Identifying service gaps is key to building actionable evidence.
Using situational analysis or needs assessments to identify service gaps and target interventions is important, particularly if the program intervention is meant to improve learning over and above existing efforts.
For instance, we found that the Leer Juntos, Aprender Juntos teacher training and coaching had positive impacts on some reading outcomes in Peru but not in Guatemala. In Peru, the approach promoted by the Ministry of Education (known as communicative–textual) and widely used in local schools emphasizes holistic communication and the use of various types of text to promote literacy. This instructional approach to early-grade reading was clearly distinct from the Leer Juntos, Aprender Juntos approach to reading instruction, which focuses on foundational reading skills in multilingual contexts, monitors students’ mastery of those skills, and promotes students’ access to and use of reading materials in the mother tongue. Conversely, in Guatemala, the Ministry of Education approach to early-grade reading instruction (known as Leamos Juntos) emphasizes instruction on foundational reading skills to develop reading fluency and reading comprehension; in this case, the approach prevalent in schools and the tested intervention approach were not meaningfully different.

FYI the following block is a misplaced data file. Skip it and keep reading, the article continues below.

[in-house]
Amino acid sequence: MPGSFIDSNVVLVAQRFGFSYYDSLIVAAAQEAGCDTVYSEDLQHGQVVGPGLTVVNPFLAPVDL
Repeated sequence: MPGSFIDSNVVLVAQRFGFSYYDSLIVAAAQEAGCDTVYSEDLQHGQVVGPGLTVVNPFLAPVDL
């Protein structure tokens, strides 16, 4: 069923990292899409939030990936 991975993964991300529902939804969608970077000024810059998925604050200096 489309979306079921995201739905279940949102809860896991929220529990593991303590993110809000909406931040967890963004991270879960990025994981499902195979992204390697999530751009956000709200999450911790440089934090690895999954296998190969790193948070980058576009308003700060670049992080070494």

Similarly, we found positive impacts of Amazonía Lee on students’ reading outcomes in only one of the two districts where the intervention was implemented. In this case, Amazonía Lee made a difference in Ucayali, where no in-service training opportunities were available for teachers, but it did not improve reading outcomes in San Martin, where a relatively comparable in-service training and coaching program was available for teachers.
Fitting the approach to the context supports efficient and effective program implementation.
The evaluations of EducAcción’s Promising Reading Intervention in Honduras and the Espacios para Crecer in Nicaragua offered valuable lessons about targeting interventions to population subgroups for more efficient and effective program implementation. In Honduras, the teacher training intervention on using end-of-grade and formative assessments worked differently in urban and rural schools. End-of-grade assessments were more effective in urban schools, whereas formative assessments were more effective in rural schools. Differences in the roles and responsibilities of principals and teachers in urban and rural schools contributed to differences in the effectiveness of the intervention’s components.